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Pete Holmes is a comedian whose irrepressible spirit has endeared him to audiences nationwide. His last special, Nice Try, the Devil, aired last year on Comedy Central to widespread acclaim; we named it one of the best comedy specials of 2013. Until a couple of months ago, Holmes also hosted the Conan O'Brien-produced talk show The Pete Holmes Show on TBS; his podcast, You Made It Weird, continues to feature in-depth interviews. Holmes is In town this week to co-headline the locally produced High Plains Comedy Festival with his friends and early colleagues Kumail Nanjiani and T.J. Miller. Westword caught up with Holmes to discuss doing festivals with his friends, the silver linings in the aftermath of his show's cancellation, and Adam Cayton-Holland's ridiculous name.

See also: The ten best comedy events in Denver this August

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Robin Williams Remembered in Three-Film Program at Alamo Drafthouse

Categories: Film and TV

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Robin Williams in The Fisher King.
Yesterday Robin Williams's wife issued a statement acknowledging the outpouring of support for those who loved the late comedian. "Since his passing, all of us who loved Robin have found some solace in the tremendous outpouring of affection and admiration for him from the millions of people whose lives he touched," Susan Schneider said. That outpouring includes many tributes, among a special three-screening program, "Remembering Robin Williams," just announced by Alamo Drafthouse Littleton.

See also: On the Death of Robin Williams and Why Sadness and Depression Are Not the Same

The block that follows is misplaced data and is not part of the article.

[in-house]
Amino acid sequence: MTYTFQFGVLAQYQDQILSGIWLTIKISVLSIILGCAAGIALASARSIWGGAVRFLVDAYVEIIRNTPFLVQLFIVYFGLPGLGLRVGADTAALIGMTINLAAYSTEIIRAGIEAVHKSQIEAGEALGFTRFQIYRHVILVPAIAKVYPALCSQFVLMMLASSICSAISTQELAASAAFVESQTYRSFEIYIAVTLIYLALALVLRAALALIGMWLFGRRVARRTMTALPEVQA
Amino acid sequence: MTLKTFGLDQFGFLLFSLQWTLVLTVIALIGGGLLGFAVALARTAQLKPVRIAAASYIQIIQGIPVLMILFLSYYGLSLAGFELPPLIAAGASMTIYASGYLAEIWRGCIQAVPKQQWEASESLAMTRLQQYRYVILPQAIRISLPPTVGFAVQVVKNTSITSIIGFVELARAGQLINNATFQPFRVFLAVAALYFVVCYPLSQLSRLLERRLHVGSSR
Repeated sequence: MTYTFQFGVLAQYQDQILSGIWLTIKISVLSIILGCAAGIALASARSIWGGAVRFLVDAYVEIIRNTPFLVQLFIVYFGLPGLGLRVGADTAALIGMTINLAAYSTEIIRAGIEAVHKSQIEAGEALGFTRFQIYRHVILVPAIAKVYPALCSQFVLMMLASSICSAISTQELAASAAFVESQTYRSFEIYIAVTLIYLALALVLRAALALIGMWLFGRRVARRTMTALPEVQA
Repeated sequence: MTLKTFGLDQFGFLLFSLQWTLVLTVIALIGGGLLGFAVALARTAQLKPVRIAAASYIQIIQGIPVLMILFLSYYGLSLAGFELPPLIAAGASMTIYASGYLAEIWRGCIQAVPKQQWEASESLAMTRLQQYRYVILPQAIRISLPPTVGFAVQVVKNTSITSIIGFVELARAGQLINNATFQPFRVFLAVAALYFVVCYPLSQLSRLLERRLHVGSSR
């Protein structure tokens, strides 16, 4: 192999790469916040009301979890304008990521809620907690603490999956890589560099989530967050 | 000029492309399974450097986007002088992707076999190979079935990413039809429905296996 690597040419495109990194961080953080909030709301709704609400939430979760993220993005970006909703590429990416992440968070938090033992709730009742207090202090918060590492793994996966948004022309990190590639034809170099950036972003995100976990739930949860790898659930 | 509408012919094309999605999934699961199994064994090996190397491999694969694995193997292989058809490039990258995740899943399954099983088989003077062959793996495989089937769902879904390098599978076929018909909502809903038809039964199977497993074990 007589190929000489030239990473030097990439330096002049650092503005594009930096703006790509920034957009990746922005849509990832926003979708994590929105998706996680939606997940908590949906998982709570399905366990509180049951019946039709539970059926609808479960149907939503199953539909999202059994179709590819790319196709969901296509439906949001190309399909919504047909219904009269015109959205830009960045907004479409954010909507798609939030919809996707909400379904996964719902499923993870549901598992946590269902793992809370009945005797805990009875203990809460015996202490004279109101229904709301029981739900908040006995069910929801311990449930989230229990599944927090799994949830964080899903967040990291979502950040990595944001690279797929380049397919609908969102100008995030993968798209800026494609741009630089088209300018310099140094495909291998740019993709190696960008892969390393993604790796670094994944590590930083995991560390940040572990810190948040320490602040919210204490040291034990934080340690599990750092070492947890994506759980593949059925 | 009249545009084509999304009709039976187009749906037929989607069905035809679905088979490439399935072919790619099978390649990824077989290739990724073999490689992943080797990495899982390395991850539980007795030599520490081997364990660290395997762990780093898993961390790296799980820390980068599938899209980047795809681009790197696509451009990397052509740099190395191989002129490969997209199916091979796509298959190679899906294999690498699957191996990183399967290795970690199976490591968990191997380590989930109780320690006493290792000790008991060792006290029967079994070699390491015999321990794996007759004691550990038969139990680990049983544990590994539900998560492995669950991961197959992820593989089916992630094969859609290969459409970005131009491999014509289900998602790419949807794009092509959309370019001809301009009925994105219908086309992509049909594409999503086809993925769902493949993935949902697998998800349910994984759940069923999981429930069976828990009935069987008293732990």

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Score Big with From Deep, Brett Kashmere's basketball documentary

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From Deep
From Deep, an experimental documentary about basketball, plays Saturday.
Basketball is "the sport that best defines the 21st-century American experience," argues Brett Kashmere, talking about the subject of his documentary From Deep, which will screen at the Sidewinder Tavern on Saturday, August 16. The cinematic essay explores basketball, hip-hop, and the way the progressive narrative of race relations in the United States coincides with the commercialization of music and sports.

See also: Davy Rothbart on Basketball, the Midwest and Medora

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Podcast: How We Will Remember Robin Williams

Categories: Film and TV

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Williams in Moscow on the Hudson
On this week's Voice Film Club podcast, Alan Scherstuhl and Stephanie Zacharek of The Village Voice and Amy Nicholson of L.A. Weekly remember Robin Williams, who died on Monday. He was 63. They also recommend We Are Mari Pepa, a slight movie about growing up punk in Mexico, the Daniel Radcliffe and Zoe Kazan rom-com What If, and Lenny Abrahamson's Frank, the movie where Michael Fassbender wears a giant mask the entire time.

Listen below.